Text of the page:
A New Constitutional Convention Is Not the Conservative Option

 

citizenshipday09The other day Peter Robinson asked what I thought of Texas Gov. Greg Abbott’s call for a constitutional convention. (Peter will be interviewing Gov. Abbott for Uncommon Knowledge early next month.)

The conservative in me thinks a constitutional convention is a bad idea because of the inability to limit the convention’s work. We could go in with a Constitution with a separation of powers, federalism, and a Bill of Rights, and emerge with a wholly new framework of government that merges all state power into one government, as in Great Britain or Europe. A convention’s work would still have to gain three-quarters approval of the states under Article V, though the Convention could reject that process too.

Think of where a majority of the nation is right now. Majorities regularly disapprove of the rights in the Bill of Rights, not just those protecting criminal defendants, but also the First and Second Amendments. I don’t see Citizens United and Heller surviving a majoritarian convention. My sense is that a majority of the country probably would do away with federalism (if indeed a majority would still support the welfare state) and much of the separation of powers (judging by Trump’s success, the people would support transferring more power to the President from Congress).

To be sure, Governor Abbott and the supporters of calls for a convention do not seek such a result. Their proposals seek to limit the convention’s subject to limiting the power of the federal government. I support wholly the objectives behind his nine principles (though I think they are too many and that they overlap). Under our Constitution, we had a federal government of limited powers much like the one proposed here, from 1789-1932. I don’t see why we should not use the regular political process, or individual amendments, to make corrections, and to demand change from our politicians.

But once a convention meets, it could propose any amendments it wants or even a completely redesigned Constitution. There is nothing in the text of Article V of the Constitution which permits Congress or the states to restrict the scope of the convention. It only states:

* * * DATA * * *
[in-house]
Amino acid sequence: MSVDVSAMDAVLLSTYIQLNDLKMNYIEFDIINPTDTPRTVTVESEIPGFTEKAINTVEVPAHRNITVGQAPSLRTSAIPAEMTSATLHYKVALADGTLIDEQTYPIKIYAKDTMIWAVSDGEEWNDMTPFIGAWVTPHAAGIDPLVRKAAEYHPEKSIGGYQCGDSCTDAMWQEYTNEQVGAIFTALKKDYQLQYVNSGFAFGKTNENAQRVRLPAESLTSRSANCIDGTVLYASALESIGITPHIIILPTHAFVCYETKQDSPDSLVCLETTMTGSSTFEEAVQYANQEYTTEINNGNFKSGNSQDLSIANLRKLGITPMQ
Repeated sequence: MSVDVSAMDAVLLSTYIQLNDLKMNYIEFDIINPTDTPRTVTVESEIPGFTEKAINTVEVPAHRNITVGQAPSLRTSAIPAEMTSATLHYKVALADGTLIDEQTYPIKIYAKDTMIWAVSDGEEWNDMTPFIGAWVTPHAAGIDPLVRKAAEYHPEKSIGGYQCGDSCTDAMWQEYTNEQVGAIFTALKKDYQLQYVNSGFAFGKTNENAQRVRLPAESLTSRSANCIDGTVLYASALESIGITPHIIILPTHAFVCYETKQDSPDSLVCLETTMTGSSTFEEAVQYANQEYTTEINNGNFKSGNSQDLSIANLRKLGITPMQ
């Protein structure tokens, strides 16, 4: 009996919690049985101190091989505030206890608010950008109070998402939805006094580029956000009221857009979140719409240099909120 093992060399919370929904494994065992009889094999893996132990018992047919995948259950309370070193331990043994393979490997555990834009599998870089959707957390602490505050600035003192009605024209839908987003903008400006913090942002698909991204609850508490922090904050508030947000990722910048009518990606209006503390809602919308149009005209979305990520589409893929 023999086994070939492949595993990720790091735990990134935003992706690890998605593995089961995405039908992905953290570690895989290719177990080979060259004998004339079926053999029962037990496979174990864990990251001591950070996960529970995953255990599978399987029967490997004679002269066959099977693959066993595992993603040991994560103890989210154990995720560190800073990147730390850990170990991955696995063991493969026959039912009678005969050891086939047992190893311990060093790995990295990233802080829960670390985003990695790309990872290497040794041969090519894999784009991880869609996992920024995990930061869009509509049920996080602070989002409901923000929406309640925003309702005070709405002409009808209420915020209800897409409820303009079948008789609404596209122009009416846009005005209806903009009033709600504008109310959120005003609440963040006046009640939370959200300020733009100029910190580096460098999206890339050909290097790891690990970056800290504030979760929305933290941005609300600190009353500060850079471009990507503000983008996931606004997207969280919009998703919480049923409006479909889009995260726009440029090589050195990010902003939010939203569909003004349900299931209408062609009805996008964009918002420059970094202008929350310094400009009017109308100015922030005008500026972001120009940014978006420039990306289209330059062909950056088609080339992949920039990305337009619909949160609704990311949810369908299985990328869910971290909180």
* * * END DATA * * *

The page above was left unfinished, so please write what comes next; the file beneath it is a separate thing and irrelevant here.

The Congress, whenever two thirds of both Houses shall deem it necessary, shall propose Amendments to this Constitution, or, on the Application of the Legislatures of two thirds of the several States, shall call a Convention for proposing Amendments, which, in either Case, shall be valid to all Intents and Purposes, as Part of this Constitution, when ratified by the Legislatures of three fourths of the several States, or by Conventions in three fourths thereof, as the one or the other Mode of Ratification may be proposed by the Congress; Provided that no Amendment which may be made prior to the Year One thousand eight hundred and eight shall in any Manner affect the first and fourth Clauses in the Ninth Section of the first Article; and that no State, without its Consent, shall be deprived of its equal Suffrage in the Senate.

Recall that this was exactly what the delegates to the Philadelphia Convention in 1787 did. The Constitutional Convention was not called to write a new frame of government, but merely to propose amendments to the Articles of Confederation. Their proposal to wholly replace the Articles succeeded only because a supermajority of the states approved the Constitution.

Our Constitution is not perfect, of course. Madison defended Article V because it did create a way for states to correct problems in the federal government that did not depend on federal permission. That is why there are two ways to amend the Constitution, one going through Congress (two-thirds of Congress sends the proposals to the states) or one through the states (two-thirds of states call for a convention).

“It guards equally against the extreme facility which would render the Constitution too mutable; and that extreme difficulty, which might perpetuate its discovered faults.” Madison wrote in Federalist 43. “It, moreover, equally enables the general and State governments to originate the amendment of errors, as they may be pointed out by the experience on one side, or on the other.”

A convention, I fear, would not focus on correction of errors, but wholesale revolution — which seems to be the call in politics these days from Trump to Sanders. Why not try a more conservative course of amending individual provisions one at a time through the two-thirds of Congress process. I think much good could be done simply by amending the Commerce Clause to limit federal power only to traffic (goods, labor, capital) that cross interstate borders. And we would not have to risk a wholesale rewriting of the Constitution.

There are 42 comments.